South Asian Insider
Why China is doing well in defence manufacturing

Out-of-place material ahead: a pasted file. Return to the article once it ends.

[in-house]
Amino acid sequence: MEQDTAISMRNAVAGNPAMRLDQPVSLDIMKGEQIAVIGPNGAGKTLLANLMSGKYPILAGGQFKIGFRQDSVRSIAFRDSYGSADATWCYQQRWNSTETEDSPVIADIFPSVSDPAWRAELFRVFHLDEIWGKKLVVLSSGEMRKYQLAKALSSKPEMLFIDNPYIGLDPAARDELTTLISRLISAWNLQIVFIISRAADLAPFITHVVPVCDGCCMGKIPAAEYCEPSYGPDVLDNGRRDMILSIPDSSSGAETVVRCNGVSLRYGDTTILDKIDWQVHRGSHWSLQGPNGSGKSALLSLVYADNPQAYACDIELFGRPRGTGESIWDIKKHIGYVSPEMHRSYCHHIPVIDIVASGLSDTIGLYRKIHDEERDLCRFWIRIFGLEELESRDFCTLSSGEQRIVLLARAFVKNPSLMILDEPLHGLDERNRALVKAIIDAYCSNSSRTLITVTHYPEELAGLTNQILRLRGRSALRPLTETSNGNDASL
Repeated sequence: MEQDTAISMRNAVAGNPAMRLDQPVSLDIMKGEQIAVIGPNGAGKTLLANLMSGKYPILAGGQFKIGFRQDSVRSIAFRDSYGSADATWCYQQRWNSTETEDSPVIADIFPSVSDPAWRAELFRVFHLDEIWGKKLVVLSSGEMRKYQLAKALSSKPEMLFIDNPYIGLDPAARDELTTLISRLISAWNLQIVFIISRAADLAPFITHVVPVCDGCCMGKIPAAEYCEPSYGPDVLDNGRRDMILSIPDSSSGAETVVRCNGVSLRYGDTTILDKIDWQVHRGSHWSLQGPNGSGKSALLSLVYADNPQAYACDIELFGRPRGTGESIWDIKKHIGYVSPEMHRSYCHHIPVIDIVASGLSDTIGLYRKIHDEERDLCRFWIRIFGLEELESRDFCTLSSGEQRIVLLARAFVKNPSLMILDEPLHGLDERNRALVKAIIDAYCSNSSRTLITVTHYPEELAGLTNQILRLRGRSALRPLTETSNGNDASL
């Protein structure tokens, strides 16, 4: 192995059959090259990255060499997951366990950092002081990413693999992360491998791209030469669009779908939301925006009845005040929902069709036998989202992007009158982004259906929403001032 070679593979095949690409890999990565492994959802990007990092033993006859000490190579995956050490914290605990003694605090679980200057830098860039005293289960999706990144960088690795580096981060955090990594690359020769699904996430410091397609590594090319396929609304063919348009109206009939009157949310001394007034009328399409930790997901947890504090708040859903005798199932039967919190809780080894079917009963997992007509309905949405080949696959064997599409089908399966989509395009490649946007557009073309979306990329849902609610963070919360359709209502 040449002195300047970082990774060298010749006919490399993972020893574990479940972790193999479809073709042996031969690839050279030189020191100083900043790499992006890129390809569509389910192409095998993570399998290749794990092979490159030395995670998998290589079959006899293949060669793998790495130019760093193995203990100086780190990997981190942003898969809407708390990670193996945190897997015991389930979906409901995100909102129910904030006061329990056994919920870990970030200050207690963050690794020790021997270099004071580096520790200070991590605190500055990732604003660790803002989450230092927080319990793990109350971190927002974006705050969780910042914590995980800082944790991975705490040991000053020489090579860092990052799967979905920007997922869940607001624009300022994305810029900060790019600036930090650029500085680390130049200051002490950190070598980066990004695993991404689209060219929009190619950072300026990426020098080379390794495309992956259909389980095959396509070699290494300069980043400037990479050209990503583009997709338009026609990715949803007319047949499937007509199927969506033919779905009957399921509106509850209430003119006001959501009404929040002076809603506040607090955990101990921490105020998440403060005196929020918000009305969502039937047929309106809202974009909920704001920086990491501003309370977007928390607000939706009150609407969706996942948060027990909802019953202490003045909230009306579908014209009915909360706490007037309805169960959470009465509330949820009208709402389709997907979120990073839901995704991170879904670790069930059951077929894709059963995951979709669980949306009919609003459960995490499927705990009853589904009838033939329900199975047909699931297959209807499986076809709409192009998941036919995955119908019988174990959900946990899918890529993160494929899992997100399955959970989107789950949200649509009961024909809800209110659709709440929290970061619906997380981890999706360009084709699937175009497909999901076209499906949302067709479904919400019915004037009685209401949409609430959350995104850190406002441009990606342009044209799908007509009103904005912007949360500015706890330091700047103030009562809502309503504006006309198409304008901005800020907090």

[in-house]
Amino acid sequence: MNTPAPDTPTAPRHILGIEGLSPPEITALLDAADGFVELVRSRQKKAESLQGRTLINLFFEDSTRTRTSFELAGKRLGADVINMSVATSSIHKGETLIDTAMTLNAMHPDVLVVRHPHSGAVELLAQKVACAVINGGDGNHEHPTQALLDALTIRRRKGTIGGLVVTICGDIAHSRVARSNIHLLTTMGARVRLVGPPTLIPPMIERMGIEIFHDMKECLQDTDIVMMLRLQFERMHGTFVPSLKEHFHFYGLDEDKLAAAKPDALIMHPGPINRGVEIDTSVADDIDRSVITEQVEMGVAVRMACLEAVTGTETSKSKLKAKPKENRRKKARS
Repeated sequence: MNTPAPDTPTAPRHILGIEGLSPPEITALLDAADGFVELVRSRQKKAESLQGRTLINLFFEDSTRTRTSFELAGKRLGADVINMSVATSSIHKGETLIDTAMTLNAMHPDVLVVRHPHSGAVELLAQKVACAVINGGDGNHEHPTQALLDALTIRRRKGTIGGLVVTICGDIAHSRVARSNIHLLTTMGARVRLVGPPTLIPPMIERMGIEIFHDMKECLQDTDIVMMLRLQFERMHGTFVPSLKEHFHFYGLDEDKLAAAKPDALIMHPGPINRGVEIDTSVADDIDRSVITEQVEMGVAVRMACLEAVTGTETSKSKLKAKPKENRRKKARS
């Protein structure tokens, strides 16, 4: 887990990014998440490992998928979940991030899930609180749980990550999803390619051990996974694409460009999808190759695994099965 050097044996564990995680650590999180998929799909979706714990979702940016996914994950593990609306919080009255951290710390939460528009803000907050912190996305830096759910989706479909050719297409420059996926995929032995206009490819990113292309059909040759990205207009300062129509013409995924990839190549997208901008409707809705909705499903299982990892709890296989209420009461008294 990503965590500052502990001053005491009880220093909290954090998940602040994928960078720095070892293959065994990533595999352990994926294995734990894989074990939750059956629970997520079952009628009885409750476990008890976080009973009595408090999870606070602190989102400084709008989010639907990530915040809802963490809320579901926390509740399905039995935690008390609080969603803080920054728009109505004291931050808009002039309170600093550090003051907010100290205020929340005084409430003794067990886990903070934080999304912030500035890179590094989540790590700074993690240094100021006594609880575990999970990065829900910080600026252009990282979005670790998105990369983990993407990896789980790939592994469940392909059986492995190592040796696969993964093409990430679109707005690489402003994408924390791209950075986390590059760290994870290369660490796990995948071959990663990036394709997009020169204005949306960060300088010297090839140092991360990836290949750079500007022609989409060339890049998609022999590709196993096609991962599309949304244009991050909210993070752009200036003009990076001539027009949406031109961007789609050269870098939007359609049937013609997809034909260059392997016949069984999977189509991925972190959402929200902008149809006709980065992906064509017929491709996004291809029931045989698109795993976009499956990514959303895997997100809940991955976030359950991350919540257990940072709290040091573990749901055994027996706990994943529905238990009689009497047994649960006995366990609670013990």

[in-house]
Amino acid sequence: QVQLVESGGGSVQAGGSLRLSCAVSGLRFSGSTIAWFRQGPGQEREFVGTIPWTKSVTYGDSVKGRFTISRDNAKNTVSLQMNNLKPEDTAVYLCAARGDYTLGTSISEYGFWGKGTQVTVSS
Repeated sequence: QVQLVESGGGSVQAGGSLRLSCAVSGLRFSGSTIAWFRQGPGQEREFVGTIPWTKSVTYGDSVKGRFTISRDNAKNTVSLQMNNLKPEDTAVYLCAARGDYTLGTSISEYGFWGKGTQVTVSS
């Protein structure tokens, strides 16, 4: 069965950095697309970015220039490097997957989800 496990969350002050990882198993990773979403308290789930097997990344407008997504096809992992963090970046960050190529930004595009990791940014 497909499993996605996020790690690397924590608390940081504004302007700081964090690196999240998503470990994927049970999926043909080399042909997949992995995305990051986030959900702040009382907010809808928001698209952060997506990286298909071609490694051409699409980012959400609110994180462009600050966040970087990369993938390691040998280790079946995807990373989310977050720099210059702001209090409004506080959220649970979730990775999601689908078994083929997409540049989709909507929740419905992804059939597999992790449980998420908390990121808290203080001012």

China's success flows from its massive investment in research and development (R&D) - well over 2% of GDP now. Of late, it has also embraced private companies' role in defence production A recent report by Stockholm International Peace Research Institute (Sipri) notes that India's arms imports decreased by 24% between 2009-13 and 2014-18, and, as a result, it is no longer the world's largest defence importer. However, it is too early to celebrate. The reduction in arms imports has little to do with India's indigenous defence manufacturing capabilities. The most likely causes for the sharp reduction in imports include delay in, as the Sipri report notes, "deliveries of arms produced under licence from foreign suppliers, such as combat aircraft ordered from Russia in 2001 and submarines ordered from France in 2008". India's attempt to bolster indigenous defence manufacturing capabilities has seen several false starts. The country aims to be among the world's five top arms producer by 2025. In order to achieve this ambitious goal, we should learn from our northern neighbour, China, which has made impressive strides as a defence manufacturer and exporter. After having been an arms importer for much of its existence, Communist China is now the world's fifth largest defence exporter. It still imports a lot - China is the world's sixth largest arms importer - but it has been a net arms exporter for much of this decade. Seven Chinese state-owned enterprises (SOEs), according to International Institute of Strategic Studies (IISS), were among top 20 defence production firms in terms of arms sales in 2016. These SOEs have been helped by a captive domestic market. However, they have done well on exports too, especially when one takes into the account that some of the largest arms importers like India, South Korea, Vietnam and Australia do not buy Chinese arms for political reasons. China's success flows from its massive investment in research and development (R&D) - well over 2% of GDP now. Of late, it has also embraced private companies' role in defence production. India should quickly embark on the path to create a level playing field between defence public sector units and private companies. It should increase its budget outlays on R&D, temper its expectations on transfer of technology from foreign original equipment manufacturers (OEMs) and make the country a more attractive destination for manufacturing firms in general.
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